What We’re Drinking with Cooks

by Terry Thompson-Anderson • Photography by Whitney Martin

As with every issue of “Cooks,” we hope you discover some exciting new recipes to try. But what to drink and serve with them? We’ve put together a few pairing suggestions below to make the experimenting, supping and sipping experience a little easier.

Jim Spencer’s Tomato Soup
This quick and easy, but hearty and delicious, soup needs a wine that’s high in acid to stand up to the tomatoes, but also one that’s not overly tannic. Opt for a lighter red such as a sangiovese. Winemaker Kim McPherson has been working with this Tuscan classic varietal for more than a decade, and has developed it into an iconic Texas taste. The McPherson Cellars 2013 Sangiovese is a perfect fit.

Will Packwood’s Ragú alla Bolognese
A classic Italian dish deserves to be paired with a classic Italian wine with good acidity to match that of the sauce. Duchman Family Winery’s Montepulciano fits the bill. If a white wine is preferred, the Duchman Vermentino would be a nice match—especially since Packwood uses white wine in the sauce.

Terry Thompson-Anderson’s Seafood Gumbo
Should it be beer or wine? If you’re on the beer side, try Real Ale Brewing Company’s Brewhouse Brown Ale, a bold, bock-style beer that can stand up to the gumbo’s complex flavors. For those who prefer wine, the selection needs to be as full-bodied and enigmatic as the dark, brooding stew. With its chewy characteristics and dark berry nuances, the Perissos Vineyard 2012 Petite Sirah is a perfect choice.

Caroline Hahm’s Bulgogi
You might try pairing this intensely flavored Korean dish with Austin Beerworks’ hearty and palate-refreshing Peacemaker. For wine drinkers, it gets a little more challenging. Look for a wine that’s not too earthy or full-bodied, and avoid wines with heavy tannins. Llano Estacado 2012 Cellar Reserve Tempranillo is a good choice. It’s 79 percent tempranillo and 21 percent Mourvèdre, which gives it a gentle, slightly sweet red fruit, medium acid and great balance to support the umami and delicious fattiness of the dish.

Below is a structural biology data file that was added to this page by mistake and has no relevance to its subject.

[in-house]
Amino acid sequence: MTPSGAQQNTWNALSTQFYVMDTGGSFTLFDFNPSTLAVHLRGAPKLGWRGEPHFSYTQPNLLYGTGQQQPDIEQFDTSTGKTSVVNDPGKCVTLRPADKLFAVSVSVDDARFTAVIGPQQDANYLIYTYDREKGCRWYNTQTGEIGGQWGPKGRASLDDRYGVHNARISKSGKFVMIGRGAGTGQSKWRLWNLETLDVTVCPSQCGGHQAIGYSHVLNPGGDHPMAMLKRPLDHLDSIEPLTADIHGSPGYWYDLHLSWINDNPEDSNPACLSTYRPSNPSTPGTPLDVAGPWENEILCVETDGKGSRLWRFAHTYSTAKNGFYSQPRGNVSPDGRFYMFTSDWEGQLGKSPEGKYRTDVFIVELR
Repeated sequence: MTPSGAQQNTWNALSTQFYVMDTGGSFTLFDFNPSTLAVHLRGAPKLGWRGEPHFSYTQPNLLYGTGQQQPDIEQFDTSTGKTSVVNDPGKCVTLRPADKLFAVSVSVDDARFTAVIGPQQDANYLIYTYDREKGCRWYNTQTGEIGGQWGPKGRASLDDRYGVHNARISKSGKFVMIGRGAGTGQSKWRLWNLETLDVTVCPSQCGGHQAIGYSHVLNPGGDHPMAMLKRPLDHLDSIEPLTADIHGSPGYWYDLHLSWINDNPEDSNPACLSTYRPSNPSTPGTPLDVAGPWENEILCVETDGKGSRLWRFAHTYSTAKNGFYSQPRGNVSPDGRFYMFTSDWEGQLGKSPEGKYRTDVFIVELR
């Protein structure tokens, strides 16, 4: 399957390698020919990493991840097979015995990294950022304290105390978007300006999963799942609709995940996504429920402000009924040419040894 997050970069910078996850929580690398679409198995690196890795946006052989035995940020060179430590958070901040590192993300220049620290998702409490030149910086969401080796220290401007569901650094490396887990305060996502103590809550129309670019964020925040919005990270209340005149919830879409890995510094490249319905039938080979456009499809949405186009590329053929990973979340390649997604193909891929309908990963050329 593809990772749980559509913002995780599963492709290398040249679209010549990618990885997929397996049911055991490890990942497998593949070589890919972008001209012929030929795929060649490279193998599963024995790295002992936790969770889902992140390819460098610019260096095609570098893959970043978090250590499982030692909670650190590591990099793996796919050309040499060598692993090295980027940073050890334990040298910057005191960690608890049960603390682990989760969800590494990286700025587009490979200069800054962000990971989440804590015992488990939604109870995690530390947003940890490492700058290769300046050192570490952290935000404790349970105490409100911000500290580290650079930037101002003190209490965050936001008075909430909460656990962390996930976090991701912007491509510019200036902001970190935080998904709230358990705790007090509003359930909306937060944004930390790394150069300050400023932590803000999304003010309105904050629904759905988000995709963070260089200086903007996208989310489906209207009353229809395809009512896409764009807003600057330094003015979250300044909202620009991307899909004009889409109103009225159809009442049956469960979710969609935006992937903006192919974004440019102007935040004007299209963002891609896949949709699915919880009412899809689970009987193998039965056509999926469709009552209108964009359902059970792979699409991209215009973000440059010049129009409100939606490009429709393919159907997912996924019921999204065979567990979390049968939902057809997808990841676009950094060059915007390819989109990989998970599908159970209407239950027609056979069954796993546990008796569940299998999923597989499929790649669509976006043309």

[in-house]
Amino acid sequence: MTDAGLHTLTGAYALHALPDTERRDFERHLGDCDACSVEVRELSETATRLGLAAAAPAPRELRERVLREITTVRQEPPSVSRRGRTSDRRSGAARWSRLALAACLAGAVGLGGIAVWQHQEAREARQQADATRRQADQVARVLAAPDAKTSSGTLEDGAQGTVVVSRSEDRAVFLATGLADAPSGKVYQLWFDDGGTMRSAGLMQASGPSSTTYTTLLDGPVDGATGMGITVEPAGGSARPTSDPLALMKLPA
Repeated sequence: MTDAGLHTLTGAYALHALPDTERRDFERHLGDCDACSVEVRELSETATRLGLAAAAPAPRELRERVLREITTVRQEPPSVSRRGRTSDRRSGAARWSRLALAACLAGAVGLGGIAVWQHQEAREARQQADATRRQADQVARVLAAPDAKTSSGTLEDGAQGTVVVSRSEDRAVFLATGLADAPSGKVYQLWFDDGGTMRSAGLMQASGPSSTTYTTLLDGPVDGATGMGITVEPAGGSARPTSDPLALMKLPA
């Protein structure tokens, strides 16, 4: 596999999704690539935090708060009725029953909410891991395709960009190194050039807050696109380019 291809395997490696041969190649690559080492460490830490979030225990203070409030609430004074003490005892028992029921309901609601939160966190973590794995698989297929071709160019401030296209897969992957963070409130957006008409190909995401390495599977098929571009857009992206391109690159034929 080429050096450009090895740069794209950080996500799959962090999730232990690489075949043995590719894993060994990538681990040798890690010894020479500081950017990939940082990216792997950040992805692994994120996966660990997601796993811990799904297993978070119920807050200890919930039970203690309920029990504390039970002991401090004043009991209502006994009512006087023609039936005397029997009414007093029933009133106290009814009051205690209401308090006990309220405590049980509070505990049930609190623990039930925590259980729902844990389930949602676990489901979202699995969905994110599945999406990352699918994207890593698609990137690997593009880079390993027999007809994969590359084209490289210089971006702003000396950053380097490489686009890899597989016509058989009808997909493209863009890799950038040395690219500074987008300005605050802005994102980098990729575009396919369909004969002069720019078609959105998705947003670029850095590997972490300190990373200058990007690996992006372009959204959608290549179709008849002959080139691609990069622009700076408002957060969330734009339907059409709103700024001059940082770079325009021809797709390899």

Ben Runkle and Natalie Davis’ Kibbeh
Because of the distinct earthy flavors of lamb in kibbeh, a wine with equally earthy notes is needed. Kiepersol Estates 2011 Syrah, with its nose of dried figs and enticing palate of anise and spice, blueberry, toast, sweet tobacco, blackberry and dried plum is, hands-down, an ideal match.

Chief Art Acevedo’s Cuban Salad and Steak 
Normally, pairing a single wine with a salad and a meaty entrée such as steak poses problems, because the usually acidic salad dressing demands a high-acid wine while the entrée does not. But since this salad contains no vinegar, the pairing becomes easier. A well-grilled, aged rib-eye steak begs for a big, bold red wine, and the Texas Hills Vineyards 2012 Kick Butt Cab is a superlative choice: The supple tannins and rich, jammy berry flavors, along with the undertones of earthy, Texas limestone minerality, will make that steak dance. Of course, you could always take Chief Art’s suggestion and pair this dish with one of his refreshing mojitos instead.